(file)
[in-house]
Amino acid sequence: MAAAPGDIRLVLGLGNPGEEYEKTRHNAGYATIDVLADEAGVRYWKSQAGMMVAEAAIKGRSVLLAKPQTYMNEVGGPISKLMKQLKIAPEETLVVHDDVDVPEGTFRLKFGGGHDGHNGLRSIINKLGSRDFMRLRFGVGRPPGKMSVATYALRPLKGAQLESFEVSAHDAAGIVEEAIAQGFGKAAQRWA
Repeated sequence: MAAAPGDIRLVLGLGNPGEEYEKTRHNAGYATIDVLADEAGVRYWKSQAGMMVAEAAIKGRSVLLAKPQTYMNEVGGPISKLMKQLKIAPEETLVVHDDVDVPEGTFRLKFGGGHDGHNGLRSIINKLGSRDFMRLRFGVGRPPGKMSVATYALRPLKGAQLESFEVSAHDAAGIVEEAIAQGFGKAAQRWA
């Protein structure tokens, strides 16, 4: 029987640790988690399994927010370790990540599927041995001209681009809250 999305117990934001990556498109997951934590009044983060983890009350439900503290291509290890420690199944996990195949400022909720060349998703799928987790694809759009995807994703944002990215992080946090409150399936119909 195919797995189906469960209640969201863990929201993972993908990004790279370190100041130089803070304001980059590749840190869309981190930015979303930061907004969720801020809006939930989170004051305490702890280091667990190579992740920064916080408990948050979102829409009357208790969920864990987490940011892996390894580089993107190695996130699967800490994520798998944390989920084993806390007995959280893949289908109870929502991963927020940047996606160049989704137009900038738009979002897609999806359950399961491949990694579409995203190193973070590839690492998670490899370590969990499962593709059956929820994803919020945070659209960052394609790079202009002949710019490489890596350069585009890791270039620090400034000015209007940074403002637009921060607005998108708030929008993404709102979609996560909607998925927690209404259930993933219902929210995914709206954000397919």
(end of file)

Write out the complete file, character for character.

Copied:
[in-house]
Amino acid sequence: MAAAPGDIRLVLGLGNPGEEYEKTRHNAGYATIDVLADEAGVRYWKSQAGMMVAEAAIKGRSVLLAKPQTYMNEVGGPISKLMKQLKIAPEETLVVHDDVDVPEGTFRLKFGGGHDGHNGLRSIINKLGSRDFMRLRFGVGRPPGKMSVATYALRPLKGAQLESFEVSAHDAAGIVEEAIAQGFGKAAQRWA
Repeated sequence: MAAAPGDIRLVLGLGNPGEEYEKTRHNAGYATIDVLADEAGVRYWKSQAGMMVAEAAIKGRSVLLAKPQTYMNEVGGPISKLMKQLKIAPEETLVVHDDVDVPEGTFRLKFGGGHDGHNGLRSIINKLGSRDFMRLRFGVGRPPGKMSVATYALRPLKGAQLESFEVSAHDAAGIVEEAIAQGFGKAAQRWA
């Protein structure tokens, strides 16, 4: 029987640790988690399994927010370790990540599927041995001209681009809250 999305117990934001990556498109997951934590009044983060983890009350439900503290291509290890420690199944996990195949400022909720060349998703799928987790694809759009995807994703944002990215992080946090409150399936119909 195919797995189906469960209640969201863990929201993972993908990004790279370190100041130089803070304001980059590749840190869309981190930015979303930061907004969720801020809006939930989170004051305490702890280091667990190579992740920064916080408990948050979102829409009357208790969920864990987490940011892996390894580089993107190695996130699967800490994520798998944390989920084993806390007995959280893949289908109870929502991963927020940047996606160049989704137009900038738009979002897609999806359950399961491949990694579409995203190193973070590839690492998670490899370590969990499962593709059956929820994803919020945070659209960052394609790079202009002949710019490489890596350069585009890791270039620090400034000015209007940074403002637009921060607005998108708030929008993404709102979609996560909607998925927690209404259930993933219902929210995914709206954000397919």